By CALVIN ADKINS
THE DAILY SOUTHERNER
PRINCEVILLE — Fire roared through a town landmark early Friday morning, leaving nothing but its charred frame and piles of ashes inside where groceries and other merchandise once filled the shelves..
Princeville Fire Department responded to, T&T Grocery around 3 a.m. when the store had long been closed. No one was inside the building, said Princeville Police Chief Joey Petway.
Petway said an initial investigation that included gathering information from Edgecombe County Fire Marshall, Butch Beach, and a SBI investigator, ruled out arson. He said the cause of the fire is believed to be faulty wiring.
However, the owner, Ernest Williams found the fire to be suspicious. Williams said he left the store 6 p.m. Thursday night and everything appeared to be fine. About 10 hours later, he was awakened by knocks on his door and someone telling him his store was on fire.
"That sounds mighty strange," Williams said. "Right now, they said they don't know what caused it, and I don't either. It hurt seeing my store like that."
Seeing the charred remains also hurt the residents of the town.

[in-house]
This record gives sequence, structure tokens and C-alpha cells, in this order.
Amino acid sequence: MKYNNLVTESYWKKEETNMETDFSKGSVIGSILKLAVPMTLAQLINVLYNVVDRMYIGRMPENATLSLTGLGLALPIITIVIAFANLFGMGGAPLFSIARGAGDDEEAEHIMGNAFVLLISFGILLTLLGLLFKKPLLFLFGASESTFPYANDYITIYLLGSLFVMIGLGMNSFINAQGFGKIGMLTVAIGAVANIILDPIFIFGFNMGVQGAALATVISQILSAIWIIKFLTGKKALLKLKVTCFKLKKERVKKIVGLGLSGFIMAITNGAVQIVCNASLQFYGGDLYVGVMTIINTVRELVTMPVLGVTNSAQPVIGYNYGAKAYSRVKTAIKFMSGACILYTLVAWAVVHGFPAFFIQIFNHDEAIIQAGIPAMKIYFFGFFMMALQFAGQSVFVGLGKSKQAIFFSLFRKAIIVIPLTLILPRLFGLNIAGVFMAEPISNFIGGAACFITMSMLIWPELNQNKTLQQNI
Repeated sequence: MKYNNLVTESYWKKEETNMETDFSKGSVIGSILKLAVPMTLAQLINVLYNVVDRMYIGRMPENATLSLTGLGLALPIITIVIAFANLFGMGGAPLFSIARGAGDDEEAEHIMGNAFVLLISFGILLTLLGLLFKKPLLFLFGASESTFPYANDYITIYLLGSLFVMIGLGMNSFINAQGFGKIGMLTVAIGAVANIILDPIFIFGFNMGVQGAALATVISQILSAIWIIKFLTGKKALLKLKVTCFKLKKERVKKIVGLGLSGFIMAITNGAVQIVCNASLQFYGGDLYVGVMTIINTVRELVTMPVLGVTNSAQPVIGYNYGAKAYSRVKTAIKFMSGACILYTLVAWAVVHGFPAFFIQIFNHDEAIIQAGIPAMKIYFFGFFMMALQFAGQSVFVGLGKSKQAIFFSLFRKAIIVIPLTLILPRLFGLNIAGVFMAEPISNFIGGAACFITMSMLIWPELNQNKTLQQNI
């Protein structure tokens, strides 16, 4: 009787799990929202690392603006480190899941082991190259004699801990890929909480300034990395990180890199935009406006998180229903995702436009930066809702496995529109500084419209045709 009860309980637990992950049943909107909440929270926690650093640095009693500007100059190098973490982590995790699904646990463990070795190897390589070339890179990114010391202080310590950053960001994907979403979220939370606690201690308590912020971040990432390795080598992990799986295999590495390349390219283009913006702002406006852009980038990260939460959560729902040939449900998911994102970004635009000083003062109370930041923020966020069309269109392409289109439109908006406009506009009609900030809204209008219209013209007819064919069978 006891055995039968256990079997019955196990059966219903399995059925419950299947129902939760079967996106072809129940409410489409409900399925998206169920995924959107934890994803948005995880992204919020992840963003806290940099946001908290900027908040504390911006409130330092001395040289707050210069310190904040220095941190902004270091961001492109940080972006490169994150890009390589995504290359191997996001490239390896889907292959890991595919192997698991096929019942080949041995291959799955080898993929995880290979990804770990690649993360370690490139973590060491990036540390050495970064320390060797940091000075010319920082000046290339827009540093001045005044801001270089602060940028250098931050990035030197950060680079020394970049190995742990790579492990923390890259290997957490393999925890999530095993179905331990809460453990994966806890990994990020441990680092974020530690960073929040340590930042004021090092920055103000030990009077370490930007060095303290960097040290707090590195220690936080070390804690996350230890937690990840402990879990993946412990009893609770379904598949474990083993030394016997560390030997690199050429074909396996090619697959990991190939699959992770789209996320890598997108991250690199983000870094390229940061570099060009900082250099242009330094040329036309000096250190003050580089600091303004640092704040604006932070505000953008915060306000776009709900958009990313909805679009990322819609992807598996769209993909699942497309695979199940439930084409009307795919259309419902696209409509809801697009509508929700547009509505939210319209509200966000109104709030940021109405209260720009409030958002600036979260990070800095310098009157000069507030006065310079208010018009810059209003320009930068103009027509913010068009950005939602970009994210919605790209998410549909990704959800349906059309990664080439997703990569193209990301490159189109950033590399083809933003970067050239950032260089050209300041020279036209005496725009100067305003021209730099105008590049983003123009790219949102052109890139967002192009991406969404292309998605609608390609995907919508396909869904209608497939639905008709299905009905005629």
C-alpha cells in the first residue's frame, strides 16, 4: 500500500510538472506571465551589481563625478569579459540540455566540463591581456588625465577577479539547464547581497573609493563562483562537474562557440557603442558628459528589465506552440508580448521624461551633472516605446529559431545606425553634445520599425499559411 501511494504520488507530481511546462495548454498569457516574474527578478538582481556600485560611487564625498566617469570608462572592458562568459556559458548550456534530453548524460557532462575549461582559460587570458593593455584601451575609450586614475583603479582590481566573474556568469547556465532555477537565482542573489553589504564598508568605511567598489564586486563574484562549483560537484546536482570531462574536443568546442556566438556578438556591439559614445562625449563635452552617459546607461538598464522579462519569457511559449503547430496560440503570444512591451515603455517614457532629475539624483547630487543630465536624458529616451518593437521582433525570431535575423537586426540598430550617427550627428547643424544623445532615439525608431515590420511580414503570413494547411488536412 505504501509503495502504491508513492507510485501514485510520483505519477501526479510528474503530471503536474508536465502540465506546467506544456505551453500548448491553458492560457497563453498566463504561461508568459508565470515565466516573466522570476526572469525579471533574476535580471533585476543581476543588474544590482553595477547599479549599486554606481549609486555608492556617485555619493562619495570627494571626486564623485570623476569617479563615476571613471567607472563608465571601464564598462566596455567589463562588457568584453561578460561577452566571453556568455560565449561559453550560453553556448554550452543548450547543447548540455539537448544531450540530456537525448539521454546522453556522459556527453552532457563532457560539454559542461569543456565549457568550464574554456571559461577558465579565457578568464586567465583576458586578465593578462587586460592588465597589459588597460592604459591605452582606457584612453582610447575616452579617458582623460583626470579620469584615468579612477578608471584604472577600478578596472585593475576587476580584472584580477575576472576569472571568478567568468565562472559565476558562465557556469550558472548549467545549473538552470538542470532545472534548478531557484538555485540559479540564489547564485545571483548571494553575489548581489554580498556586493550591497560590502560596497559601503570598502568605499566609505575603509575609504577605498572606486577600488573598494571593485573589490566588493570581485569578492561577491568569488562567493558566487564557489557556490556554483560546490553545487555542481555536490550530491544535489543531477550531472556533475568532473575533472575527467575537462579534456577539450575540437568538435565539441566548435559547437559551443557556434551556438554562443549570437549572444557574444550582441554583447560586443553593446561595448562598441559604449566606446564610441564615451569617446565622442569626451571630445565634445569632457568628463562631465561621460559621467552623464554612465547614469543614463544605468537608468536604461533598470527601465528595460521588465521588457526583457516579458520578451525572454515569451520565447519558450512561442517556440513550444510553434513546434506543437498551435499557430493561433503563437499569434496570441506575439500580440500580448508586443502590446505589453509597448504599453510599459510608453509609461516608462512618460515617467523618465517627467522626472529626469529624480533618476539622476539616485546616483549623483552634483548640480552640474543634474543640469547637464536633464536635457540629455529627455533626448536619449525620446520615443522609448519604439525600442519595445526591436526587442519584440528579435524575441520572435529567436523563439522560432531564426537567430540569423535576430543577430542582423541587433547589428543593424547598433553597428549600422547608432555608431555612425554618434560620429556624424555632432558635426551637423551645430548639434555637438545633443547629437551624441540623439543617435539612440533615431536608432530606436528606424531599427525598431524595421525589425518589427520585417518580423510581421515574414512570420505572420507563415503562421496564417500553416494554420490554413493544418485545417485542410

The wooden plank one story white building uniquely sat in the middle of a fork on US Highway 258 and N.C. Highway 111. Williams became the proprietor of the long-time existing establishment in 1982. Old-timers in Princeville said the store was at least 60 years old.
The store was a popular venue when former mayor, the late Carolyn Powell and her mother, ran the establishment. After Powell died, other proprietors occupied the building including one that used it as a fish market.
This is a great loss to the citizens of Princeville," said Mayor Priscilla Everette-Oates. "A lot of people walked to the store. It was in the heart of the town. My prayers are with the owner and I pray that he can rebuild bigger and better. I pray that the disaster will become a blessing."
William Boyd, 75, said he remembers going to the store when he was 15 years old.
They used to sell gas and some of everything them," he said. "It has been here a long time. I hate to see it burned down because it put a man out of business and it is a monument in the town."
Linda Worsley echoed Boyd's sentiments.
"It was a shock when my son told me that place was gone," she said. "Part of the history is gone. When giving direction you could say, 'down there where Mrs. Carolyn Powell store is' and everybody would know where you were talking about. Now, you can't say that anymore."